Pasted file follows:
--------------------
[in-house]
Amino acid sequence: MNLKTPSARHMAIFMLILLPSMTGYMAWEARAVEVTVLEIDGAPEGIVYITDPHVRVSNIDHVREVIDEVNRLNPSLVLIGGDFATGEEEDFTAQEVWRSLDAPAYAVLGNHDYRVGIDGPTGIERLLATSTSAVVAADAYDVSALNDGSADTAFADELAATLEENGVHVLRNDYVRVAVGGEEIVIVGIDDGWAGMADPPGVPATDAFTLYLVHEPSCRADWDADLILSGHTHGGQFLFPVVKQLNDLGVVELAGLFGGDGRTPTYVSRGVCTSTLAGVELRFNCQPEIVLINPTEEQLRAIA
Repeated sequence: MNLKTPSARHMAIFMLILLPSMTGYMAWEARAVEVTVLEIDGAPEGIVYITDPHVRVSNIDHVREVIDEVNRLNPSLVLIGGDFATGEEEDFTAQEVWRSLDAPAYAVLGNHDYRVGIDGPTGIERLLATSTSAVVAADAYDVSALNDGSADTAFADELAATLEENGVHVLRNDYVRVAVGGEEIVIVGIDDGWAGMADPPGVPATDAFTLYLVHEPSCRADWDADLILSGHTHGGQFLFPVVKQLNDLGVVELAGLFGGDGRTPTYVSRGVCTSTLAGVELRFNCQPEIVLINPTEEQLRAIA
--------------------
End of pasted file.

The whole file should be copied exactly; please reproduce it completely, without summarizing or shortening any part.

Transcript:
[in-house]
Amino acid sequence: MNLKTPSARHMAIFMLILLPSMTGYMAWEARAVEVTVLEIDGAPEGIVYITDPHVRVSNIDHVREVIDEVNRLNPSLVLIGGDFATGEEEDFTAQEVWRSLDAPAYAVLGNHDYRVGIDGPTGIERLLATSTSAVVAADAYDVSALNDGSADTAFADELAATLEENGVHVLRNDYVRVAVGGEEIVIVGIDDGWAGMADPPGVPATDAFTLYLVHEPSCRADWDADLILSGHTHGGQFLFPVVKQLNDLGVVELAGLFGGDGRTPTYVSRGVCTSTLAGVELRFNCQPEIVLINPTEEQLRAIA
Repeated sequence: MNLKTPSARHMAIFMLILLPSMTGYMAWEARAVEVTVLEIDGAPEGIVYITDPHVRVSNIDHVREVIDEVNRLNPSLVLIGGDFATGEEEDFTAQEVWRSLDAPAYAVLGNHDYRVGIDGPTGIERLLATSTSAVVAADAYDVSALNDGSADTAFADELAATLEENGVHVLRNDYVRVAVGGEEIVIVGIDDGWAGMADPPGVPATDAFTLYLVHEPSCRADWDADLILSGHTHGGQFLFPVVKQLNDLGVVELAGLFGGDGRTPTYVSRGVCTSTLAGVELRFNCQPEIVLINPTEEQLRAIA